MR. LEE: At this point it comes out of existing resources.
DD> QUESTION: Ms. Reno, when you talk about addressing the needs --
(off microphone) -- are there other social service needs that these people have?
ATTORNEY GENERAL RENO: They are going to be -- I was talking
in terms of needs of the victim. With respect to, for example, a vicious assault, we
have got to obviously make sure that appropriate medical care is provided and that
general victim services are provided. And I want to try to do everything I can to make
sure that people are not afraid to come forward, so that they at least have the advantage
of some protection, so that they are not left vulnerable to the crime.
QUESTION: Ms. Reno -- (off microphone). Specifically my interest
would be progress in coordinating counter-narcotics terrorism efforts.
ATTORNEY GENERAL RENO: I had an excellent opportunity to
discuss with my colleagues, including a number of ministers of justice, a number of
initiatives: how we can work together to focus on institution-building, to share
training opportunities, to enhance what the heads of state have talked about in terms of
the development of a justice study center. And I am very encouraged. Because the
common theme was that without strong judiciaries, without the training, it is fine to
pass a law, but then you need to train people how to use that law, whether it be a
money-laundering law, a law aimed at organized crime.
So there was really common support for this initiative. And we will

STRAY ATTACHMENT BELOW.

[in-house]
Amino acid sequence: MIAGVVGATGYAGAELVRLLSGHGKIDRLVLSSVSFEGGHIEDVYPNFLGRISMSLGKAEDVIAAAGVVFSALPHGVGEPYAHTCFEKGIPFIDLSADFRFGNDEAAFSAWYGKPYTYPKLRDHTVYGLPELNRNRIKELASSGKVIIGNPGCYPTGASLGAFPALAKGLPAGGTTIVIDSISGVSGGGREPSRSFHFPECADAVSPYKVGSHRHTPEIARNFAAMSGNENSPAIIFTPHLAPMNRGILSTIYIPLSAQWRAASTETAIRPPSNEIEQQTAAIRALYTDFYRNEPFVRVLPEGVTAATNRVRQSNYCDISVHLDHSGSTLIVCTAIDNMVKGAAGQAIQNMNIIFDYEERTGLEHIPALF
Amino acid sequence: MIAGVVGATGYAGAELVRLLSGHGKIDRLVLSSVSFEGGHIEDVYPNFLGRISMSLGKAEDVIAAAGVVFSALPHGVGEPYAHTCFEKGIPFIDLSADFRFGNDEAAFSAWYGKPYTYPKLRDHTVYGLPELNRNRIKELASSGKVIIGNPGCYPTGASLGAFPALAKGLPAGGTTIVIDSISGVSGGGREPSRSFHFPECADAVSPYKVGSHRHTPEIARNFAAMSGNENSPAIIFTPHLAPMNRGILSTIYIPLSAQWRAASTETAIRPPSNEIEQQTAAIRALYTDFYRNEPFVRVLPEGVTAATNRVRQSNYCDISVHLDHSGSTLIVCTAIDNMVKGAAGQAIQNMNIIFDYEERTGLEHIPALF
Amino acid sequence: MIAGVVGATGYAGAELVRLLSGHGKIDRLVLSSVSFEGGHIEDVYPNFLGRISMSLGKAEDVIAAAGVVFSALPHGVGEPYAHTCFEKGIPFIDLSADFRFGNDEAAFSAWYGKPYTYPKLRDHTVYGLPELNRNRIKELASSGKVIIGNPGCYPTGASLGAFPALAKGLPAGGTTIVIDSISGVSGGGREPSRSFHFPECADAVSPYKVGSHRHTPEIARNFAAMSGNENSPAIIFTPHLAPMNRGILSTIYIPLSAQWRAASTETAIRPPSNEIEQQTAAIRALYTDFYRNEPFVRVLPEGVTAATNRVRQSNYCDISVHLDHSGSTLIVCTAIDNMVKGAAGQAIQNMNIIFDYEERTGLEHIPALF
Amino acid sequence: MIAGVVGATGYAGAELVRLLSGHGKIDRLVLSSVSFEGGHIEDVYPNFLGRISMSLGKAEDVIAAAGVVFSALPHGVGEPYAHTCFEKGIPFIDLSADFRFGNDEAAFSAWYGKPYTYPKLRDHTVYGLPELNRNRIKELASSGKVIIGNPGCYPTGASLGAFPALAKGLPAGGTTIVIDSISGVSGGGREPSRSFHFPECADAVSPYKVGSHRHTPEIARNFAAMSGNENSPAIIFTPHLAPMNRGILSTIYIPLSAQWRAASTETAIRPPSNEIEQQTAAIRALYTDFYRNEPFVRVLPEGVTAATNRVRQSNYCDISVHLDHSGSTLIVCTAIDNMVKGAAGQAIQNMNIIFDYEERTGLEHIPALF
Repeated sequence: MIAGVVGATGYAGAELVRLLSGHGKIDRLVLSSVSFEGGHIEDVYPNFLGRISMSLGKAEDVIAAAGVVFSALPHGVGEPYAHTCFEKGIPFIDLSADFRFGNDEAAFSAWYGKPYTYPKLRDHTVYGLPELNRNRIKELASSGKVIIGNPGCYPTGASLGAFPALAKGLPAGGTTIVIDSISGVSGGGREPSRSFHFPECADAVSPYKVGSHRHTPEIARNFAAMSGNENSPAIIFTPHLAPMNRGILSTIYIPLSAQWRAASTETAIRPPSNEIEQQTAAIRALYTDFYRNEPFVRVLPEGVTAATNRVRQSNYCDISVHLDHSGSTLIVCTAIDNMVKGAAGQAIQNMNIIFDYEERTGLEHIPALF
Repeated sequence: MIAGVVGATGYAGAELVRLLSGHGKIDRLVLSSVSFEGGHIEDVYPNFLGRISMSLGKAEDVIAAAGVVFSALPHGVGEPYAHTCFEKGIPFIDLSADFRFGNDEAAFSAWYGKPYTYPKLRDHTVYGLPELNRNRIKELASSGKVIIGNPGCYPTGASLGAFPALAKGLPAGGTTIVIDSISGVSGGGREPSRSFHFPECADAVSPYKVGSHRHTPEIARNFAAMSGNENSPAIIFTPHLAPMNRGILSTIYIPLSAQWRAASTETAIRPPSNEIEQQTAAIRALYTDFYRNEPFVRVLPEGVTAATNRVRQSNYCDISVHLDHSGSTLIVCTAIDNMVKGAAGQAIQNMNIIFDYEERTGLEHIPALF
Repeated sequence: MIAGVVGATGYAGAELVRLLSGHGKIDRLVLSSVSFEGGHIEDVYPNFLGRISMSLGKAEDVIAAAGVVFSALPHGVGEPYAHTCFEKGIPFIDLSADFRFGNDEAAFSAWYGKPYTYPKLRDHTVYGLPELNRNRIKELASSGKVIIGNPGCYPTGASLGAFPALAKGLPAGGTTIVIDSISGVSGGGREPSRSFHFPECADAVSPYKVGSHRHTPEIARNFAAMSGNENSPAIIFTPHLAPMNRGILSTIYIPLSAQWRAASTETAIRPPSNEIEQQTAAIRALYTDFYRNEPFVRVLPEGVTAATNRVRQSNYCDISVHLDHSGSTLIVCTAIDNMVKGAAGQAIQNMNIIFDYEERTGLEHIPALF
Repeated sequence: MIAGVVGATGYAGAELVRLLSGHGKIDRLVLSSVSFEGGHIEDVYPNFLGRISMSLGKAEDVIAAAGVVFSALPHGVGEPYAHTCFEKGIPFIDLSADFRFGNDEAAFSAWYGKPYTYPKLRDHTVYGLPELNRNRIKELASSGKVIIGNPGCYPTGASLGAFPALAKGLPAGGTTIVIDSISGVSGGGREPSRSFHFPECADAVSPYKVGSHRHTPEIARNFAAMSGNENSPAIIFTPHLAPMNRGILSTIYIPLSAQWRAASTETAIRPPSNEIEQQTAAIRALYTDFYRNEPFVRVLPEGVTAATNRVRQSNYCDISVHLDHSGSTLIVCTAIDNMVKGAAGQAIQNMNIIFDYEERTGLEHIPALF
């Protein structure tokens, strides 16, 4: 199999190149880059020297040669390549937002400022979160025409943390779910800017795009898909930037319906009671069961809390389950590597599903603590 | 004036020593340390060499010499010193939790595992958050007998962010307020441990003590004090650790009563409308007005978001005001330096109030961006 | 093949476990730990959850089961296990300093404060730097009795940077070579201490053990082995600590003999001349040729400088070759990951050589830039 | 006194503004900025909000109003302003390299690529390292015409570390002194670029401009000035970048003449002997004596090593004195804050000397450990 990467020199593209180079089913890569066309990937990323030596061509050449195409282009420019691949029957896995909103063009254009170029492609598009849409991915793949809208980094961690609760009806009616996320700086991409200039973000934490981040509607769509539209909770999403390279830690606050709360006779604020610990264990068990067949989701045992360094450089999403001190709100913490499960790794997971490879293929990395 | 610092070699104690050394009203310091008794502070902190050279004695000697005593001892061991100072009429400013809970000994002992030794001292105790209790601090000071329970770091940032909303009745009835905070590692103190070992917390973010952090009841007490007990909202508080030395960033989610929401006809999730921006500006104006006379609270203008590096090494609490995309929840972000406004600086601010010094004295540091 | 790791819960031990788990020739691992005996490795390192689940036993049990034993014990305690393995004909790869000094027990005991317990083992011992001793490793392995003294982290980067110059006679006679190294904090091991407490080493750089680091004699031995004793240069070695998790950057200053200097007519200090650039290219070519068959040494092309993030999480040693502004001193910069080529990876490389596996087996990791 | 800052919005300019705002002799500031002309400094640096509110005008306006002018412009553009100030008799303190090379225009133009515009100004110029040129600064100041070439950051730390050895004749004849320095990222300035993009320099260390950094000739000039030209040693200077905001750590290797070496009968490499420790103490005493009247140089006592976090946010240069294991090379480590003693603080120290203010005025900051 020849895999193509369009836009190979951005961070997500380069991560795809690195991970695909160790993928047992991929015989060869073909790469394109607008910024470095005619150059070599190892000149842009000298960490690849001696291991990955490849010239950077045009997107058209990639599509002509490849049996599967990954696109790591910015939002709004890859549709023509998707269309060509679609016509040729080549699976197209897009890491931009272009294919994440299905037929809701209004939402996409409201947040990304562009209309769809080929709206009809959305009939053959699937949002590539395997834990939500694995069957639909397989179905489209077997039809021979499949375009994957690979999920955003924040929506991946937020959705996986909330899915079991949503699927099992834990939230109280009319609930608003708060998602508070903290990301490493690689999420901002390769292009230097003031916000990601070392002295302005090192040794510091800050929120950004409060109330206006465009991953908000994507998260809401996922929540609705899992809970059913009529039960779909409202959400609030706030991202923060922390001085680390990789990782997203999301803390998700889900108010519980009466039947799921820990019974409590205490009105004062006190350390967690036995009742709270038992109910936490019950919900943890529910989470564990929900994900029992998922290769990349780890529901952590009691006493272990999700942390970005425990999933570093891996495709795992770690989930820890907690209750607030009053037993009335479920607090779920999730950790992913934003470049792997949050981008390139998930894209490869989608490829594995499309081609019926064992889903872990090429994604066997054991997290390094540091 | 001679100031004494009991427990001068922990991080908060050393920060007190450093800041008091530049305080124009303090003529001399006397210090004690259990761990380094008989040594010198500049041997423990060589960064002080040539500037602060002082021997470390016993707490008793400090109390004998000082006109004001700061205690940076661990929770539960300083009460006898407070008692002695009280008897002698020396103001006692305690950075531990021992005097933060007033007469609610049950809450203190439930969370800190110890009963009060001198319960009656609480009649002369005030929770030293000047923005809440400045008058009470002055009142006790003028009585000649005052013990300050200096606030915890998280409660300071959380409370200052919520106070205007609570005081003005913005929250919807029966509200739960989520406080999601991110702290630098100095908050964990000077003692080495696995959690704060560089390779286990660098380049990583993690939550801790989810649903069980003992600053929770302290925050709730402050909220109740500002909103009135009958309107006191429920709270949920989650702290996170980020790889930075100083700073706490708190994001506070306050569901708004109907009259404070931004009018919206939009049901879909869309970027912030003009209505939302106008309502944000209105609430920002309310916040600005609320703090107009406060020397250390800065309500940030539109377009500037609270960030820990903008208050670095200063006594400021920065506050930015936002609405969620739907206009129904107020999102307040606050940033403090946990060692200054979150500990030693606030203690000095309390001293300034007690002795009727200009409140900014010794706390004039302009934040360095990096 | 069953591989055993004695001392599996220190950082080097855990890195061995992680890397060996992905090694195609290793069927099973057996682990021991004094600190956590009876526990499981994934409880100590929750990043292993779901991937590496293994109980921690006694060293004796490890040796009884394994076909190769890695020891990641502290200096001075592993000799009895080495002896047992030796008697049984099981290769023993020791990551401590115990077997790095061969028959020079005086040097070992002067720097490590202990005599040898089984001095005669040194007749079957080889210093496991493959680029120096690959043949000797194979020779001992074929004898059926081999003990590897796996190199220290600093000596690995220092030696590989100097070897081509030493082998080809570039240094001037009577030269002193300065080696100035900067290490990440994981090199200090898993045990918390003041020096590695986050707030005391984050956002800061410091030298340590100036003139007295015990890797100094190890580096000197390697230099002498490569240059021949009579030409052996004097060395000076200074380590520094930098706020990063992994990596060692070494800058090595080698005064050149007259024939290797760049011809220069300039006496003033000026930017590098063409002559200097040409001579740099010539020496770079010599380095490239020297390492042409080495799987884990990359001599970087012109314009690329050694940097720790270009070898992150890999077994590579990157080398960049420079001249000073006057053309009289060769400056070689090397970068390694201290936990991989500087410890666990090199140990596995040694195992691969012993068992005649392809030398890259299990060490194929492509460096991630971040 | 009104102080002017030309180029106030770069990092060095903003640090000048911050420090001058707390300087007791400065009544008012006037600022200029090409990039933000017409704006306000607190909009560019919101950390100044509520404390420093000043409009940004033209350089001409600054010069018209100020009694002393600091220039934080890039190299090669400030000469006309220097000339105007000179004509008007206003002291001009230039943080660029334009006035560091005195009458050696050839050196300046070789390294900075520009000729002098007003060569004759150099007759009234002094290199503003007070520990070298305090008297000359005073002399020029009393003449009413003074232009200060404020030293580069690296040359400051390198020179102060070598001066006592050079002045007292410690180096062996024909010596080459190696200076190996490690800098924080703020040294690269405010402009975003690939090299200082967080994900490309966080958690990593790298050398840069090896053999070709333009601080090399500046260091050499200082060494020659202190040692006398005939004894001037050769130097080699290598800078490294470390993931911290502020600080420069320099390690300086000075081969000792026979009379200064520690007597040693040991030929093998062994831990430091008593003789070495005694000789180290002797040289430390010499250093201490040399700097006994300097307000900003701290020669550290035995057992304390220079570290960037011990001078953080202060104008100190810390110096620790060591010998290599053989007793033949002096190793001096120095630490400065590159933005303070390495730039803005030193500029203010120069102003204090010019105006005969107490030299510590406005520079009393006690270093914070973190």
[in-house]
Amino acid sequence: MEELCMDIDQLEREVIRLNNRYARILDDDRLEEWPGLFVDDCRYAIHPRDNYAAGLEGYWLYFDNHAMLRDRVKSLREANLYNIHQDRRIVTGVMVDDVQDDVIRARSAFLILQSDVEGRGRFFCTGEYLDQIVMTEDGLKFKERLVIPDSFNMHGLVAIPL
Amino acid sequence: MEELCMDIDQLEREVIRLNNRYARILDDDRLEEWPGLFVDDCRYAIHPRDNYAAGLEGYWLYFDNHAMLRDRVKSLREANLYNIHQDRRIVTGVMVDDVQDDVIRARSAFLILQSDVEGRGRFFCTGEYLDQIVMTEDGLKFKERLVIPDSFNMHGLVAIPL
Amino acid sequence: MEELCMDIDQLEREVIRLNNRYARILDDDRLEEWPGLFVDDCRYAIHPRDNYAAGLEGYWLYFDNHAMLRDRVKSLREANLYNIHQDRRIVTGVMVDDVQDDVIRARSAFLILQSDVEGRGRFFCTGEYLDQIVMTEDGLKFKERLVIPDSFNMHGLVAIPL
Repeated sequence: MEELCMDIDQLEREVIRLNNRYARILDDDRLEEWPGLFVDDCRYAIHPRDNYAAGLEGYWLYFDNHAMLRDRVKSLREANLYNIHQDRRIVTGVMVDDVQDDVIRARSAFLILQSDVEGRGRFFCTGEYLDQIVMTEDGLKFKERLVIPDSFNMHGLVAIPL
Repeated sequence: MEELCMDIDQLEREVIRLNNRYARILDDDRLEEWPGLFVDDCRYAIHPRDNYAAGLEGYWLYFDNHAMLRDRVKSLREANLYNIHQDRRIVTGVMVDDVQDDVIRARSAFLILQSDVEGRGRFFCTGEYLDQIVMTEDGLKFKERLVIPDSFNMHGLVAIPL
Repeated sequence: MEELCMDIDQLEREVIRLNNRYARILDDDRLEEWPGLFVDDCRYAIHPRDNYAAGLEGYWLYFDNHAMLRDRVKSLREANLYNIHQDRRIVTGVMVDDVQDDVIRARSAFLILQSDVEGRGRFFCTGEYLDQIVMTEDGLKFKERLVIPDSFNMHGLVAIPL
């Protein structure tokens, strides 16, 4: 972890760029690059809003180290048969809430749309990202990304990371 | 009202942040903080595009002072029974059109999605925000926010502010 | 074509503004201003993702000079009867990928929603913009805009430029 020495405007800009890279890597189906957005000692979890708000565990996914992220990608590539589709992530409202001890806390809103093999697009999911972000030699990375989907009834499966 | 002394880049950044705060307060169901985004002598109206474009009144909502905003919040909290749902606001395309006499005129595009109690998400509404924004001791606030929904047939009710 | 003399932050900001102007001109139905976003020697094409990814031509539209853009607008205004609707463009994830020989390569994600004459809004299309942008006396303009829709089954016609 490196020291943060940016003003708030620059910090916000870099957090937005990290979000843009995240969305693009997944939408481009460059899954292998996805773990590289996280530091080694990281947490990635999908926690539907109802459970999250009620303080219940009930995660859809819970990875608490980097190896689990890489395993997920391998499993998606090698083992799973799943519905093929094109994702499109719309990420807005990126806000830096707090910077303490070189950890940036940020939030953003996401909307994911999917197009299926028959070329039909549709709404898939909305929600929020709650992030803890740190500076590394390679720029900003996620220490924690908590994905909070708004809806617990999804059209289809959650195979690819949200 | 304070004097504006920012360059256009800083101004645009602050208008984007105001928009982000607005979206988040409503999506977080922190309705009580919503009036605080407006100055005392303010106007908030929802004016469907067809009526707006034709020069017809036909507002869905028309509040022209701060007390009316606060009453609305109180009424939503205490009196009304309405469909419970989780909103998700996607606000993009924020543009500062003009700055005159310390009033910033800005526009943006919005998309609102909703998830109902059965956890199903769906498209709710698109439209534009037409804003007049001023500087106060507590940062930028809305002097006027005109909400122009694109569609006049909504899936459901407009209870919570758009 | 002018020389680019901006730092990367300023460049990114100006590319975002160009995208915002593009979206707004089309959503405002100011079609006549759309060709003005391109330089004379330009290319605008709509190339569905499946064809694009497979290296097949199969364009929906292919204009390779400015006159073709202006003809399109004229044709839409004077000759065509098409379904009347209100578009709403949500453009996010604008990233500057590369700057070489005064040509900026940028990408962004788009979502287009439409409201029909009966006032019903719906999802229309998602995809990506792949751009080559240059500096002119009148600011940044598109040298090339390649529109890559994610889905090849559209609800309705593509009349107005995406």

probably be having some meetings of small working groups leading up, I hope, to
some meetings this winter with the ministers of justice.
We talked, again, as I have often talked about, my desire to see that
there is no safe haven and that drug dealers have no place to hide, that this hemisphere
is a hemisphere that should be based on trust. And if we trust each other, then we
should trust each other to try the case in the place where the crime was committed and
where we can get the most effective result that is consistent with the interest of justice.
There was conversation -- I had a good opportunity to talk with
Attorney General Madrozo from Mexico, and I am encouraged. Again, you come
away from these meetings encouraged, but with the recognition that there is a lot to
QUESTION: Ms. Reno, with regard to Mr. Madrozo, did you get to
talk to him about the money-laundering legislation that has not yet been implemented
ATTORNEY GENERAL RENO: As I indicated, we had a good
general discussion with the ministers of justice about how we could work together to
provide training for those investigators that may not have had experience in the
implementation of particular pieces of legislation. And this was one of the areas that
QUESTION: (Off microphone) -- Thomas Gonzalez Velasquez, the
defense attorney, the long-time associate of Mr. General Guittierez Ribollo, who has